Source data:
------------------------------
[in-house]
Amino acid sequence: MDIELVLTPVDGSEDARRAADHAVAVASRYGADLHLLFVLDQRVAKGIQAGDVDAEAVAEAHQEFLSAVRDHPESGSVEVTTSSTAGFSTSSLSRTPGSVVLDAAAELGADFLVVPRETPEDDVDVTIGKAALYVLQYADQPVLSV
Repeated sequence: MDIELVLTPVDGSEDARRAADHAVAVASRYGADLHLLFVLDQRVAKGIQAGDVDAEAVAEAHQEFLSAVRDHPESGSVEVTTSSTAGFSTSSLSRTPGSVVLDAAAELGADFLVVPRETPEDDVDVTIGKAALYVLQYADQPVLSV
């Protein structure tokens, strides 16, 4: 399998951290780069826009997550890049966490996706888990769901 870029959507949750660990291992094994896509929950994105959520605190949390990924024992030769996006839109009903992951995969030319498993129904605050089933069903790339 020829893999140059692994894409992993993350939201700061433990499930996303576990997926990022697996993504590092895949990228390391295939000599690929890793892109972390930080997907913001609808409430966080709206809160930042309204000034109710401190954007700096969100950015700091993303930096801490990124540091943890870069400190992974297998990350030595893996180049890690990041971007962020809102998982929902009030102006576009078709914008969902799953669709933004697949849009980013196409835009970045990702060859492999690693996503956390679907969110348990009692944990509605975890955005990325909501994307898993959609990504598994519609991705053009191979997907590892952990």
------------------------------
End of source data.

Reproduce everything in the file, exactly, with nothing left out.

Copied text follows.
[in-house]
Amino acid sequence: MDIELVLTPVDGSEDARRAADHAVAVASRYGADLHLLFVLDQRVAKGIQAGDVDAEAVAEAHQEFLSAVRDHPESGSVEVTTSSTAGFSTSSLSRTPGSVVLDAAAELGADFLVVPRETPEDDVDVTIGKAALYVLQYADQPVLSV
Repeated sequence: MDIELVLTPVDGSEDARRAADHAVAVASRYGADLHLLFVLDQRVAKGIQAGDVDAEAVAEAHQEFLSAVRDHPESGSVEVTTSSTAGFSTSSLSRTPGSVVLDAAAELGADFLVVPRETPEDDVDVTIGKAALYVLQYADQPVLSV
């Protein structure tokens, strides 16, 4: 399998951290780069826009997550890049966490996706888990769901 870029959507949750660990291992094994896509929950994105959520605190949390990924024992030769996006839109009903992951995969030319498993129904605050089933069903790339 020829893999140059692994894409992993993350939201700061433990499930996303576990997926990022697996993504590092895949990228390391295939000599690929890793892109972390930080997907913001609808409430966080709206809160930042309204000034109710401190954007700096969100950015700091993303930096801490990124540091943890870069400190992974297998990350030595893996180049890690990041971007962020809102998982929902009030102006576009078709914008969902799953669709933004697949849009980013196409835009970045990702060859492999690693996503956390679907969110348990009692944990509605975890955005990325909501994307898993959609990504598994519609991705053009191979997907590892952990």